Last month, it was reported that Glaukos filed a lawsuit against Ivantis, alleging that the Ivantis Hydrus Microstent device infringes on patents held by Glaukos covering its iStent® devices. See “Glaukos Sues Ivantis over patents on iStent® Devices”.
Ivantis has now launched a response: In a filing on May 23, 2018, Ivantis has petitioned the USPTO to invalidate one of the two patents asserted by Glaukos in its lawsuit.
The Petition, which was filed in the USPTO’s Patent Trial and Appeal Board (PTAB), makes use of a procedure known as inter partes review (IPR). The IPR procedure allows those accused of infringement to challenge the validity of a patent based on printed publications and other prior patents.
In this case, Ivantis asserts that the Glaukos microstent patents would have been obvious based in part on a chapter in a German publication: Detlev Spiegel, Chirurgische Glaukomtherapie (translation: “Surgical Glaucoma Therapy”, in Benefits and Risks of Ophthalmological Therapy: Main Presentations of the 33rd Essen Continued Education for Ophthalmologists 79-82 (Herausgegeben von Anselm Kampik & Franz Grehn ed., 1998). The Petition also relies on a prior Australian patent publication and a U.S. patent: Australian Patent Application Publication AU 199876197 (“Grieshaber”); and U.S. Patent No. 5,868,697 (“Richter”).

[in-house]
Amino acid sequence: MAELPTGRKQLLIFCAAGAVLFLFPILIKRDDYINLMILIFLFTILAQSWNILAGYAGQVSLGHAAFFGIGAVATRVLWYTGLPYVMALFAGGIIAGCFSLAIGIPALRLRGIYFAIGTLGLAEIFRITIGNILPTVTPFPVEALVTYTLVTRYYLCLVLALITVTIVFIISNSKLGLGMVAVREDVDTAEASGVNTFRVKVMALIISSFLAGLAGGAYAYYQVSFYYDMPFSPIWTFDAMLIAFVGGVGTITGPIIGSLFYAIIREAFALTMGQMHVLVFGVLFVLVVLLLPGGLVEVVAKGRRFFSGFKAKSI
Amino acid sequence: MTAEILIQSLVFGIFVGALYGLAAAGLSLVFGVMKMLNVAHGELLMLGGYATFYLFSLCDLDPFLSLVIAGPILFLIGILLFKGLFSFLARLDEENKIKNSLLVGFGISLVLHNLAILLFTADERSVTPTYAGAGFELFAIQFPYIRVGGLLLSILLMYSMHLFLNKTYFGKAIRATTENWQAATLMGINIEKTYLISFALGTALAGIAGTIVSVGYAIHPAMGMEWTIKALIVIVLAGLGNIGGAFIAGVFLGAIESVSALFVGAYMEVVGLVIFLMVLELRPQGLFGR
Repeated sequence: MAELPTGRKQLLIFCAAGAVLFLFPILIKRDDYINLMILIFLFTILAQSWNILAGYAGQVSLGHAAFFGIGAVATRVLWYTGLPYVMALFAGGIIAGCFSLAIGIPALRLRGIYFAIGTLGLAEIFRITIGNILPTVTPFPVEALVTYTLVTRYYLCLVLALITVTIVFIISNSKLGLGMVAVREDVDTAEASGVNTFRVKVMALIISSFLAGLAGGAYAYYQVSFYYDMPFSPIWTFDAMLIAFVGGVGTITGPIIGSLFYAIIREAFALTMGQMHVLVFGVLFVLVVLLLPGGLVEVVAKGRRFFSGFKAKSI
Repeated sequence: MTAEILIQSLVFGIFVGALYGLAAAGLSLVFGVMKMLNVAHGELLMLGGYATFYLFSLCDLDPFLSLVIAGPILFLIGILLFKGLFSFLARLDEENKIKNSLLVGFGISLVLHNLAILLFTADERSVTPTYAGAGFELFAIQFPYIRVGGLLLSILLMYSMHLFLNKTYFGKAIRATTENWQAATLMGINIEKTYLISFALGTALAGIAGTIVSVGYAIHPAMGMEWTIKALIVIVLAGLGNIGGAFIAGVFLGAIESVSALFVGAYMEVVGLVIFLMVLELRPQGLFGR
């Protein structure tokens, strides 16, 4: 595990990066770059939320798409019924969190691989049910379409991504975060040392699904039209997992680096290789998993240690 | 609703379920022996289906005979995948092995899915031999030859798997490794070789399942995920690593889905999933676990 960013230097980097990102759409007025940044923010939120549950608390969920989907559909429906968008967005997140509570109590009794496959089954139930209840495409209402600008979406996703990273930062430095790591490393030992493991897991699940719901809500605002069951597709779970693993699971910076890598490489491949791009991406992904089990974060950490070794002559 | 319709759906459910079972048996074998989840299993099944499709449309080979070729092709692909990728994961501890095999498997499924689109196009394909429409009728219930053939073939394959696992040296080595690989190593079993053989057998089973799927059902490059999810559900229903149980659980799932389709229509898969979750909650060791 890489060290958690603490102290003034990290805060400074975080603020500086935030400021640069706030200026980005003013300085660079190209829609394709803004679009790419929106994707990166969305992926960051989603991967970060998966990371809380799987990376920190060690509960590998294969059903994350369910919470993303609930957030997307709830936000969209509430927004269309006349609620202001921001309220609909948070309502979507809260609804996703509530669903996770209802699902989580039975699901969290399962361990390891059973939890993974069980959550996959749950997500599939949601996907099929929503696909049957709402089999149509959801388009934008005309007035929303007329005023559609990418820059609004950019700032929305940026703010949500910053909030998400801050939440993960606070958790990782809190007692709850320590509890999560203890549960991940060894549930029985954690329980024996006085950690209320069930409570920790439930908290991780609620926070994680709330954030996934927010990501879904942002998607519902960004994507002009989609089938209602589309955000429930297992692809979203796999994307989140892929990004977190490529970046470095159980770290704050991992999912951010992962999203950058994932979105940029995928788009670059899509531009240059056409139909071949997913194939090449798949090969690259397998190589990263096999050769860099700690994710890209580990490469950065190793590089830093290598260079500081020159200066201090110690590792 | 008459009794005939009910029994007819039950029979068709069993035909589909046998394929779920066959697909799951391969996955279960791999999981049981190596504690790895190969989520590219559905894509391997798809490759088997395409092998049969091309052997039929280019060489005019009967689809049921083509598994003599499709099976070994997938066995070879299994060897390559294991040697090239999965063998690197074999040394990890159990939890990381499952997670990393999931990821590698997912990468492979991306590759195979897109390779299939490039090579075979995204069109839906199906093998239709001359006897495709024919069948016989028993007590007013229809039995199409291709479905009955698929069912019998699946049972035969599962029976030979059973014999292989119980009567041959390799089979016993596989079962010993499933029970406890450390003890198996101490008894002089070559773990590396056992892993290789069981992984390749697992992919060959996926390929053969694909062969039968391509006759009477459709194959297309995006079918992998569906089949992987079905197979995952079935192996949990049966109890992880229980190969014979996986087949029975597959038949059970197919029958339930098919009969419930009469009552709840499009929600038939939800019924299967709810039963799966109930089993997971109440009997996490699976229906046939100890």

The Petition itself is included below, and can be downloaded by clicking this link:Ivantis-v-Glaukos-IPR2018-01147
According to published PTAB procedures for IPRs, Glaukos is permitted to file a Preliminary Response, after which the PTAB will make an initial determination on whether it will or will not institute an IPR trial. That initial determination usually takes around six (6) months. If it decides not to institute an IPR trial, then that’s the end of it in the USPTO. On the other hand, if it decides to institute an IPR trial, then the PTAB will determine whether it will or will not invalidate the patent, with a final written decision typically issuing around one (1) year after institution.